Published on January 13th, 2017 | by Joshua S Hill0
New US Electricity Transmission Additions Could Have Significant Impact For Wind Energy
January 13th, 2017 by Joshua S Hill
A new report from the US Energy Department released this week has shown that even limited electricity transmission additions could have significant impacts for reducing the cost of expanding wind energy to supply 35% of the US electricity by 2050.
According to the new report, Reducing Wind Curtailment through Transmission Expansion in a Wind Vision Future (PDF), which was published earlier this week and authored by the country’s National Renewable Energy Laboratory (NREL), showed how even limited increases to America’s electricity transmission network could make possible a future in which the US sources 20% of its electricity from wind by 2030 and 35% by 2050.
Not only that, but the report concludes that consumer savings as a result could reach as high as $2.3 to $3.4 billion annually, paying for the cost of electricity transmission upgrades in under five years.
“As Congress and the incoming Administration look for opportunities to enable private investments in American infrastructure, electric transmission should rise to the top,” said American Wind Energy Association CEO Tom Kiernan. “Renovating and expanding our outdated electric grid aids national security while saving consumers billions of dollars and creating more ways Americans can earn a paycheck. And once built, expanded transmission opens new export markets for states like Wyoming, Montana, and New Mexico, who will be able to turn their wind resource into gold.”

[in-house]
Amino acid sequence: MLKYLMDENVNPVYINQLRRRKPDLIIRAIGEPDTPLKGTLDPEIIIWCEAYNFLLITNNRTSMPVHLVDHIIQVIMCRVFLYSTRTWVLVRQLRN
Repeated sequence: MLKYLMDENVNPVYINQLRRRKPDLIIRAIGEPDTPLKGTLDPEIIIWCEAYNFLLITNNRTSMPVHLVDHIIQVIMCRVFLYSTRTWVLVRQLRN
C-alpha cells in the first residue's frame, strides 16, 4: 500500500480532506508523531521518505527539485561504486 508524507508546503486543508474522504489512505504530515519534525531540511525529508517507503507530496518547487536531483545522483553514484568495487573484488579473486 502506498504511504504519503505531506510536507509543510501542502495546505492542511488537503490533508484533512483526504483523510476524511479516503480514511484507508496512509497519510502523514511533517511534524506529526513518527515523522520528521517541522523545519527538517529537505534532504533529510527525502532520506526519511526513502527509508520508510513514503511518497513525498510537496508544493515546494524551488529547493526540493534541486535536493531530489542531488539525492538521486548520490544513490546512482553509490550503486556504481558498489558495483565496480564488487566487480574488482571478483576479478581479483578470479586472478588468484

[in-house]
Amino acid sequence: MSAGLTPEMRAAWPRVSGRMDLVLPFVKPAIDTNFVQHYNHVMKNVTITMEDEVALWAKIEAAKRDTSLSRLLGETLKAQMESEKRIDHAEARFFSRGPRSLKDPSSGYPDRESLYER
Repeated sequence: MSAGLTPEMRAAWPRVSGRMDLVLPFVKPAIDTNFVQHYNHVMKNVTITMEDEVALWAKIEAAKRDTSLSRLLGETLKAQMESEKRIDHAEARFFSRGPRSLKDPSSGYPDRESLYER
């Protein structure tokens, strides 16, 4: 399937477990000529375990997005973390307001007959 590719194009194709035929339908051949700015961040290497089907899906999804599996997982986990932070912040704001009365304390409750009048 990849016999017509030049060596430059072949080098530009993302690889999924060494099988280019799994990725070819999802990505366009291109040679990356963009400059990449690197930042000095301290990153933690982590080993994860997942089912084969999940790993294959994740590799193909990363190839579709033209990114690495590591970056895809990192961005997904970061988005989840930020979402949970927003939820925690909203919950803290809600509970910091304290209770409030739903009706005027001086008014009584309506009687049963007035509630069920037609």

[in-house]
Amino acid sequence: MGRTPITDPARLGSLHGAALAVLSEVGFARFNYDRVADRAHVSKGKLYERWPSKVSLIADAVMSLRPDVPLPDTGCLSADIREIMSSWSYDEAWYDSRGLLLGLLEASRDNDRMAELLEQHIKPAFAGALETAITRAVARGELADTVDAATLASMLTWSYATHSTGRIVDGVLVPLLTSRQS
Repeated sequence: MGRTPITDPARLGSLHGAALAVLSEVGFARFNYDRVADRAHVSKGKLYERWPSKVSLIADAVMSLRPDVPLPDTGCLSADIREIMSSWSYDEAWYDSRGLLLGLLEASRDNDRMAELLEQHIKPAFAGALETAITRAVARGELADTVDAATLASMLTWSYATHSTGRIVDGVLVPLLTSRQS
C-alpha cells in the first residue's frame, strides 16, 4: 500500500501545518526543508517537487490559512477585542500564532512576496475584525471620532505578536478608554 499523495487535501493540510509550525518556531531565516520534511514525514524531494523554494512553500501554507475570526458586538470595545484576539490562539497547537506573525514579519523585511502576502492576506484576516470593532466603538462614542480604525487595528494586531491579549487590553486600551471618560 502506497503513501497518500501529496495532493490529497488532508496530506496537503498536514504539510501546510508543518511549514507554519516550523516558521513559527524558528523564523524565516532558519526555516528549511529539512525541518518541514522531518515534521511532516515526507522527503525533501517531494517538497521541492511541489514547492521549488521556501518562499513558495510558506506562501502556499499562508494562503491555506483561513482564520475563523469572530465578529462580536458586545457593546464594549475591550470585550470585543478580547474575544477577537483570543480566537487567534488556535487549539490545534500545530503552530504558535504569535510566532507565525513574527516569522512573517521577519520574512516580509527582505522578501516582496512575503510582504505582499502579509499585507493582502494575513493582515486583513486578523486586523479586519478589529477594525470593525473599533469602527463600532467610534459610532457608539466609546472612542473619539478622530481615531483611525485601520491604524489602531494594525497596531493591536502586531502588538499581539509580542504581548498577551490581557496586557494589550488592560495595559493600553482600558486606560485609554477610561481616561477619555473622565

The report modeled three transmission expansion scenarios, which included the addition of four new transmission lines with a total of 10.5 gigawatts (GW) of new transmission capacity. The four lines are the Mountain States Transmission Intertie (MSTI), Zephyr Power Transmission Project, TransWest Express Transmission Project, and SunZia Southwest Transmission Project.
Map of the Transmission 1 buildout, which adds four new lines to wind-heavy states
The addition of these four transmission lines reduces annual curtailment by approximately half. The MSTI line would, for example, use on average 87% of its flow capacity in either direction (its utilization factor), and would be primarily exporting electricity out west. The other three lines have similarly high utilization factors: 70% for SunZia, 83% for the TransWest Express, and 82% for Zephyr.
“Congress and the Trump administration can open the floodgates for hundreds of billions of dollars in private investment to flow into modernizing our electric grid at no cost to the taxpayer,” said Kiernan. “To do it, they would start by fixing unworkable transmission planning and permitting policies that block private investment. Right now permitting gets in the way of business and that can delay needed expansion of our nation’s grid by nearly a decade.”